There is something slightly uncomfortable about attending a gig in a church. Not that the setting at Islington’s Union Chapel isn’t stunning – the high ceilings and Gothic style is seriously pleasing on the eye – but the contrast between rock ‘n’ roll, which is so often subversive, and religion which so rarely is, doesn’t quite fit.
All of this is makes for a somewhat uncomfortable night for Daniel Woolhouse, aka Deptford Goth. His blend of lo-fi James Blake meets The xx without the gloom should sound gloriously atmospheric in these surroundings, but something just doesn’t sit right. Maybe it is the shuffling of bums on the hard wood of the pews where the crowd are tonight, or the fact that you can sit in them with a cup of tea but not a beer. Either way, for an artist as captivating as Woolhouse, it is not as special as it should be.
He comes on stage, a little shabby looking, the epitome of the bedroom musician and seems a little nervous. Backed up by a string trio, he begins with Objects Objects, a delicate and multi-layered song that is deeply moving. Live tonight, it takes Woolhouse a little while to warm up and, while the stings are a nice touch, they fail to really elevate his synth and drum loops up to the higher plane the surroundings are calling for. It is a long way from a bedroom in Peckham to a sold out gig, and the tension shows. Woolhouse starts Time, then stops because he’s doing it in the wrong tempo. It is painfully obvious that this is a big gig for someone more comfortable fiddling with computers in a studio than playing to a packed out room.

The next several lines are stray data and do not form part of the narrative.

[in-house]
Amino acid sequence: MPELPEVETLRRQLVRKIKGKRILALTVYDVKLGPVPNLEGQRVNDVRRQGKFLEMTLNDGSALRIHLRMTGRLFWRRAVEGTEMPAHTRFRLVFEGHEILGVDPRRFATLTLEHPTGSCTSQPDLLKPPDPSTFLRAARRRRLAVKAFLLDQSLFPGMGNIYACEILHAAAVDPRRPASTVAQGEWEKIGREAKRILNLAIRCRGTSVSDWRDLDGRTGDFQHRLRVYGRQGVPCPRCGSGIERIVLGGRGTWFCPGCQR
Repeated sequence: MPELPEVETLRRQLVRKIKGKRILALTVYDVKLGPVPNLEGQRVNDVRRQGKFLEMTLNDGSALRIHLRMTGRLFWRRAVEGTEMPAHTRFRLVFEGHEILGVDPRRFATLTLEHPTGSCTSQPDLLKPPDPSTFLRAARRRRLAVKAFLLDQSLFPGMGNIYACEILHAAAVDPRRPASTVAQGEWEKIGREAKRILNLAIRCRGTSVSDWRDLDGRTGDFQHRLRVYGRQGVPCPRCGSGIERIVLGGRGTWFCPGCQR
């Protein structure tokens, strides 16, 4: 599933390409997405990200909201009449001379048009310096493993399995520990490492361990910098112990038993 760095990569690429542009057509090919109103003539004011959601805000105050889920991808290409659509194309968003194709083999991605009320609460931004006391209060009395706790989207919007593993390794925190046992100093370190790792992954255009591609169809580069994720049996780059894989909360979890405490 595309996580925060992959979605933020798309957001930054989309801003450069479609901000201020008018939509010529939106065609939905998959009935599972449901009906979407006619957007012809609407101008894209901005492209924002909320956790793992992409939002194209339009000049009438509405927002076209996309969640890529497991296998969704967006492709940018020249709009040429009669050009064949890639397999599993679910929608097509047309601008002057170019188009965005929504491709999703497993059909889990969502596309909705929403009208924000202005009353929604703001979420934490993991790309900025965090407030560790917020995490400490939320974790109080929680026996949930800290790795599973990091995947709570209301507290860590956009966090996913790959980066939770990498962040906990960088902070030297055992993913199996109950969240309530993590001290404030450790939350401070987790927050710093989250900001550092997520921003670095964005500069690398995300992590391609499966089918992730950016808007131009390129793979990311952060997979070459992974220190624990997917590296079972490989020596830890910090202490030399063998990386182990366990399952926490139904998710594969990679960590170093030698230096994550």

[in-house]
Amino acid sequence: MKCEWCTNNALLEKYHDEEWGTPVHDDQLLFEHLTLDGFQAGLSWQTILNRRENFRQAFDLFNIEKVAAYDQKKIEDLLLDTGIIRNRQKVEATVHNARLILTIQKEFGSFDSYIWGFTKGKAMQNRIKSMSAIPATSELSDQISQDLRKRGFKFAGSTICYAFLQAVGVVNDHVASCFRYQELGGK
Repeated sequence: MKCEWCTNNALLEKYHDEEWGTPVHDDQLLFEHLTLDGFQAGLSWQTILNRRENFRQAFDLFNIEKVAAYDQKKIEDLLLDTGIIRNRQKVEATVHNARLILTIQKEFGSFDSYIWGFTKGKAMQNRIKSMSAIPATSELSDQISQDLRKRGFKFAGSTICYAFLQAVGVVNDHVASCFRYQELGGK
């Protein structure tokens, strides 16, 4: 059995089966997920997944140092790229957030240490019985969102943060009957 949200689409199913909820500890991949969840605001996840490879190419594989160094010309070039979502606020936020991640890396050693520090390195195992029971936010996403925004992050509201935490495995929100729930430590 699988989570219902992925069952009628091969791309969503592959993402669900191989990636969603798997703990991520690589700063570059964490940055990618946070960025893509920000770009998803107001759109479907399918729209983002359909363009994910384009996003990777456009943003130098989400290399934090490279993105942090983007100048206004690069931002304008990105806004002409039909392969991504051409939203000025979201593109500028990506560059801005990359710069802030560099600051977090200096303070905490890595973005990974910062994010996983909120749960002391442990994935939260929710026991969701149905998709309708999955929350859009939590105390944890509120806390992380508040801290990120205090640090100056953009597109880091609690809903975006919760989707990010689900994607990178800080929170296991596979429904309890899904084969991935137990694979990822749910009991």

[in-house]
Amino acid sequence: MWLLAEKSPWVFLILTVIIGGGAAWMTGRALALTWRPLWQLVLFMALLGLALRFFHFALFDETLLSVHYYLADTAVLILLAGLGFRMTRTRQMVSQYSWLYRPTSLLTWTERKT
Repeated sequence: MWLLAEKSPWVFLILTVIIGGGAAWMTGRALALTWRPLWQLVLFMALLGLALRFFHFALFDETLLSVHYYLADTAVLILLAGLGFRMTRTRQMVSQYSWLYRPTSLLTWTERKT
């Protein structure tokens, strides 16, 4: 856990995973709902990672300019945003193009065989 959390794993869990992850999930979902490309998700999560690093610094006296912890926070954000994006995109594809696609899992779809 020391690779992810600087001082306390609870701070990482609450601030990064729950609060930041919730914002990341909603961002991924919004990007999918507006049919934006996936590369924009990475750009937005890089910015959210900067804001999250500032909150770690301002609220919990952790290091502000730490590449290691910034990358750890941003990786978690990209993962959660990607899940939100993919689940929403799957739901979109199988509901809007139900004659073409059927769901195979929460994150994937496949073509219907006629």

Fortunately, all is not lost. Just before Woolhouse came on, ice creams were being sold among the pews and maybe the sugar has kicked in, but as he starts Union – one of the stand out tracks from this year’s Life After Defo album – the mood changes. Woolhouse himself is more confident with a bigger chorus to play with, the looping synths of the song fill the empty space in the vaulted ceilings and heads start to nod. The subject matter couldn’t be more transcendental as he sings: “Everything that comes together, everything that falls apart.”
He keeps the momentum up. Years is one of Deptford Goth’s biggest and boldest tracks and with strings backing it up, Woolhouse is able to built it’s driving energy and almost euphoric air with much more subtlety but just as much effect. He is only on for 35 minutes before he departs the stage, returning for a short encore with a choir. This is an inspired move; churches are built for these kinds of sounds and suddenly, the problem of filling the space in front of him disappears.
Feel Real is the highlight of the night. Harmonies from the choir replace what was a pretty subtle synth effect on the recorded version, adding a huge amount of presence. Woolhouse glances across to the singers, clearly aware that they have helped turn what is a superb, but low key track into one which is now hauntingly powerful as well.
It is clear from tonight’s show that Daniel Woolhouse is a supremely talented musician, who can write beautiful and moving music. It is also clear that as a performer he has some way to go before he can elevate his music to fill the significant void that is the Union Chapel.